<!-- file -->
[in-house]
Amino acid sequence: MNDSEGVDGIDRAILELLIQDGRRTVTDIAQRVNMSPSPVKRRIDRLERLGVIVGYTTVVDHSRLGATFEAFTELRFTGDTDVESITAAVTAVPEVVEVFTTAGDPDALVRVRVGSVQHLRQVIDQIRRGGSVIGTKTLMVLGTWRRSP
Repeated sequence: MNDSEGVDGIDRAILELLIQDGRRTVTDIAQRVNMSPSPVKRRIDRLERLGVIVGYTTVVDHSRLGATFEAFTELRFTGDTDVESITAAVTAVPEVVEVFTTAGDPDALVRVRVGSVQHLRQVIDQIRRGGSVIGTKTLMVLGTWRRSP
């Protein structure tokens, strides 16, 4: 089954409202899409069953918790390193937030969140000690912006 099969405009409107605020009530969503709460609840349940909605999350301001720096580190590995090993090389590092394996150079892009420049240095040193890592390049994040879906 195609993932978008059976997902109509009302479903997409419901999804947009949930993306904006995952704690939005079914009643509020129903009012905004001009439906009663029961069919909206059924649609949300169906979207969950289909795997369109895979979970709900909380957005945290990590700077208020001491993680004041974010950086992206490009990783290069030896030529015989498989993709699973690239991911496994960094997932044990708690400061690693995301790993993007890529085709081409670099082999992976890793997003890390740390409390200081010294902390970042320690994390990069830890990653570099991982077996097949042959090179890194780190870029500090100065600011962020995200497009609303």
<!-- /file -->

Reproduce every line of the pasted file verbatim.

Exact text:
[in-house]
Amino acid sequence: MNDSEGVDGIDRAILELLIQDGRRTVTDIAQRVNMSPSPVKRRIDRLERLGVIVGYTTVVDHSRLGATFEAFTELRFTGDTDVESITAAVTAVPEVVEVFTTAGDPDALVRVRVGSVQHLRQVIDQIRRGGSVIGTKTLMVLGTWRRSP
Repeated sequence: MNDSEGVDGIDRAILELLIQDGRRTVTDIAQRVNMSPSPVKRRIDRLERLGVIVGYTTVVDHSRLGATFEAFTELRFTGDTDVESITAAVTAVPEVVEVFTTAGDPDALVRVRVGSVQHLRQVIDQIRRGGSVIGTKTLMVLGTWRRSP
């Protein structure tokens, strides 16, 4: 089954409202899409069953918790390193937030969140000690912006 099969405009409107605020009530969503709460609840349940909605999350301001720096580190590995090993090389590092394996150079892009420049240095040193890592390049994040879906 195609993932978008059976997902109509009302479903997409419901999804947009949930993306904006995952704690939005079914009643509020129903009012905004001009439906009663029961069919909206059924649609949300169906979207969950289909795997369109895979979970709900909380957005945290990590700077208020001491993680004041974010950086992206490009990783290069030896030529015989498989993709699973690239991911496994960094997932044990708690400061690693995301790993993007890529085709081409670099082999992976890793997003890390740390409390200081010294902390970042320690994390990069830890990653570099991982077996097949042959090179890194780190870029500090100065600011962020995200497009609303």